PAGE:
Facing a relentless disaster season, families in the U.S. have spent more nights in emergency lodging in 2020 than in any other year over the past decade.
“As the coronavirus pandemic wears on, disasters like the wildfires burning across Nevada this summer, plus relentless hurricanes and wildfires in other parts of the country, have upended hundreds of thousands of lives this year,” said Alan Diskin, executive director of the American Red Cross of Southern Nevada. “Through it all, more people are stepping up as Red Cross volunteers to help others, even as they cope with these events and COVID-19. It’s a true testament to the humanitarian spirit of people in Las Vegas and in our country.”
More than 1 million times this year, a person relied on the Red Cross for a safe place to sleep after a disaster in the U.S. That’s more than four times the annual average from 2011 to 2019.
Volunteers have aided more than 900 people affected by home fires this year in Southern Nevada, helping them secure a safe place to stay and providing food, emotional support and other assistance.
This year, more than 70,000 people across the country joined the Red Cross as volunteers, who represent more than 90% of its workforce. As Las Vegas and the country grapple with the pandemic, young people have played a critical role in disaster response, with millennials and Gen Z representing more than half of new Red Cross volunteers.
Nationwide, 75% of new volunteers stepped up at a pivotal time to fill mission-critical positions, such as shelter and health workers addressing urgent disaster needs, as well as blood donor ambassadors and transportation specialists helping to provide cancer patients, trauma victims and others with lifesaving blood.
Volunteers such as Elizabeth Jascolt are among those from the Las Vegas community making a difference. Having joined the Red Cross in April as a blood donor ambassador, she quickly arranged for her employer to host a blood drive before training to deploy to Houston for the Hurricane Laura response as a disaster volunteer.
“I’ve enjoyed volunteering with the Red Cross because it’s made me realize how valuable of a mission they have,” Jascolt said. “It’s just such an honor for me to help them through this and to be a representative for the Red Cross.”
In 2020, Red Cross blood drive cancellations tripled compared to the previous year, mostly because of COVID-19. Since March, more than 50,000 blood drives were canceled as the pandemic forced schools, businesses and community organizations to close, affecting more than 1 million blood donation appointments. Still, people rolled up their sleeves, more than a half-million of them giving for the first time.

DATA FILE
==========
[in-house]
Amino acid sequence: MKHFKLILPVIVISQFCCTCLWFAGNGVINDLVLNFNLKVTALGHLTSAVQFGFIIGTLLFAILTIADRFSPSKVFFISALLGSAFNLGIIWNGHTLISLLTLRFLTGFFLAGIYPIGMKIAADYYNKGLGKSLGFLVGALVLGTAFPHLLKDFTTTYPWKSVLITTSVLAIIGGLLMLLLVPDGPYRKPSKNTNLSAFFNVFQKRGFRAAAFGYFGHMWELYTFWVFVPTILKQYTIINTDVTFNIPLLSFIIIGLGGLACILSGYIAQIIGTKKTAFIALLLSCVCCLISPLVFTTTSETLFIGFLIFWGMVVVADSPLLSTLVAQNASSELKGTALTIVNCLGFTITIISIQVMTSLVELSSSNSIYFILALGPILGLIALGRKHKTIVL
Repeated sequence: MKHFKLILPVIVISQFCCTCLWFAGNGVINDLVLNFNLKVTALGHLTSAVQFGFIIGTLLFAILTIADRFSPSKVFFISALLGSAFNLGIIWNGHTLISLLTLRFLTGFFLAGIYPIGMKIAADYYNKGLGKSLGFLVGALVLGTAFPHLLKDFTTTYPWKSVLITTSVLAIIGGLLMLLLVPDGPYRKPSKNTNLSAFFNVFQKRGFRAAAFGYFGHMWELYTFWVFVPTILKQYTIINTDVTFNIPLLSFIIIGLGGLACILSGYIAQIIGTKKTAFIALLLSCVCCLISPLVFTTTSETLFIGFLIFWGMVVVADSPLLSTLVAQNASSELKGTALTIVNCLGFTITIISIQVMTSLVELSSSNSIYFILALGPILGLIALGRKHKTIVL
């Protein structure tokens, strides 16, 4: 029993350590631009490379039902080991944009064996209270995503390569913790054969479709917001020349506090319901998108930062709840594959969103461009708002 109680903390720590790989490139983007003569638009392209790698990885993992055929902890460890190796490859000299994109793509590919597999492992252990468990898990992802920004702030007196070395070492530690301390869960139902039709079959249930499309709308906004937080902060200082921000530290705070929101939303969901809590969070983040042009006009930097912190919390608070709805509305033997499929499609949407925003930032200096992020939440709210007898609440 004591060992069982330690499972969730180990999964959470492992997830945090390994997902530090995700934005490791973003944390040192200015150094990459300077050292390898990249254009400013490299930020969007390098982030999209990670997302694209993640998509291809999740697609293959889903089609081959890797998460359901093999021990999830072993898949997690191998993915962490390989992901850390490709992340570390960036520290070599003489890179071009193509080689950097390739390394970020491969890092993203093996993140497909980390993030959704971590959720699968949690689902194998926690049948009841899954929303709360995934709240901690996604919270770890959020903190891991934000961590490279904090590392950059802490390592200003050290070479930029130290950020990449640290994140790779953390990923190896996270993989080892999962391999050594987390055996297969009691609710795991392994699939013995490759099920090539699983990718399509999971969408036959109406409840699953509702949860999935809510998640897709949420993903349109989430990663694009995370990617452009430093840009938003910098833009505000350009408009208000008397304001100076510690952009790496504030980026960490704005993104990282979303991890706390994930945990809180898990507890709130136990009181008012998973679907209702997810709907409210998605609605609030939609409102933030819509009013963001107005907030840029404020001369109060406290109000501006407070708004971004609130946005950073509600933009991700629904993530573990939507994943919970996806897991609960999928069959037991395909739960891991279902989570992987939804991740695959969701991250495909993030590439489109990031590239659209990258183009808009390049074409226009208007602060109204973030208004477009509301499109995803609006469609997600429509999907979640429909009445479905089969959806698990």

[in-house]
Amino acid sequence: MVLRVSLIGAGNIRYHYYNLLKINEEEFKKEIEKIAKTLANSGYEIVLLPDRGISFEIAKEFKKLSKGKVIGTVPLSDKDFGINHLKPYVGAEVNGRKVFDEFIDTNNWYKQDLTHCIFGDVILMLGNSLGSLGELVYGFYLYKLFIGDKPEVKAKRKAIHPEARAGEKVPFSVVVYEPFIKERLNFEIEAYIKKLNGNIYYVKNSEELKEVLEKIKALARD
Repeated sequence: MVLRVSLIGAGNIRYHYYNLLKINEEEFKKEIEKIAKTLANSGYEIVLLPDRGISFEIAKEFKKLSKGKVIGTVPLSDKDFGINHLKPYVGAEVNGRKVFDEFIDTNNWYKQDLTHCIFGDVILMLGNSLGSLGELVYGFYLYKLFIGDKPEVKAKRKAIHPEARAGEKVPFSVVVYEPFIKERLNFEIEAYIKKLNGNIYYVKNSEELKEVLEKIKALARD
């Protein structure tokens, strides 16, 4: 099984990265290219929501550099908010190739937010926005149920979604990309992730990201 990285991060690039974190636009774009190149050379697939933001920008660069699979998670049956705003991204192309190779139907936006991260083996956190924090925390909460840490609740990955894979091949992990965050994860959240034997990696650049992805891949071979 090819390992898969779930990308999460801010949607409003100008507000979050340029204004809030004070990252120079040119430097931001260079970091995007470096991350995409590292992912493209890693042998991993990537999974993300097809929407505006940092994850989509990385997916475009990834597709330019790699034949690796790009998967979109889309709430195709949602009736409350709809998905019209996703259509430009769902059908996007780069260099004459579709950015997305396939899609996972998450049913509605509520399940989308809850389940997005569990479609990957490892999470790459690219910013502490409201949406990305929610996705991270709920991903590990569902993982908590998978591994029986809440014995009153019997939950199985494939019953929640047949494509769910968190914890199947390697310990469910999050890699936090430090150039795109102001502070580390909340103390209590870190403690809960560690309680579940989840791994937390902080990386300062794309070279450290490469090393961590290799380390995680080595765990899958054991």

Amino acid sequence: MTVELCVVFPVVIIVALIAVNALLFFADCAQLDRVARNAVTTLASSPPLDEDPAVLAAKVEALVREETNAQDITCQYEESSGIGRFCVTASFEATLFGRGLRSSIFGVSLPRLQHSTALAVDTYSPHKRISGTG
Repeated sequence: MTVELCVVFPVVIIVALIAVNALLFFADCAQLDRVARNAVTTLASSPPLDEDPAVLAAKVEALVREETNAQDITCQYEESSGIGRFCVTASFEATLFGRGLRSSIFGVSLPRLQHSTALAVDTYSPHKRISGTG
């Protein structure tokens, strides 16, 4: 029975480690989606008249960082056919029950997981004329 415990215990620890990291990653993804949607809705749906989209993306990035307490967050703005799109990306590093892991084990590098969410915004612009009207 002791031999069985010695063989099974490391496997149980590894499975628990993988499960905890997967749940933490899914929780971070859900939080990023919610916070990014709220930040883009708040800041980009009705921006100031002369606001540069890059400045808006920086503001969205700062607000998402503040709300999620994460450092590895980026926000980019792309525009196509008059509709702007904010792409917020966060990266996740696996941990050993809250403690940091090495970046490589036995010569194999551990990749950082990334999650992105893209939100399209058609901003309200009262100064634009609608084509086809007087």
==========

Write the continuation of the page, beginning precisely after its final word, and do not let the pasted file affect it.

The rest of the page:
“If it wasn’t for donors like yourselves, my daughter probably wouldn’t be here today,” said Las Vegas resident Vanessa Hozier, whose two children, Jonathan and Christia, have sickle cell anemia.
Blood donation is an essential service, and everyone’s well-being is the top priority for the Red Cross, which follows the latest public health guidelines and has put additional precautions in place to ensure everyone’s safety.
This pandemic has caused the Red Cross to adapt its collections to include plasma from COVID-19 survivors to potentially help those battling the virus recover. Thousands of COVID-19 survivors have stepped up to share their potentially lifesaving antibodies by giving plasma. Since April, nearly 25,000 COVID-19 survivors have rolled up a sleeve, with many new to blood donation. Their donations have enabled the Red Cross to ship nearly 50,000 units to hospitals across the country treating COVID-19 patients.
The Red Cross urges all who can to help people in need by donating at redcross.org/gift. A $5 contribution will provide a warm blanket to someone who has lost their home in a disaster. A gift of $50 can help connect veterans and their families to critical community services, such as food, housing, mental health support and rehabilitation. A donation of $100 can provide a family of two with a full day’s worth of emergency shelter with meals, snacks, blankets, cots and hygiene supplies.
Those who are healthy and feeling well are urged to donate blood this holiday season. Your blood donation can make a lifesaving difference for a patient in need. Visit RedCrossBlood.org to schedule an appointment.
The American Red Cross shelters, feeds and provides emotional support to victims of disasters; supplies about 40% of the nation’s blood; teaches skills that save lives; provides international humanitarian aid; and supports military members and their families. The Red Cross is a not-for-profit organization that depends on volunteers and donors to perform its mission.
For more information, visit redcross.org or cruzrojaamericana.org.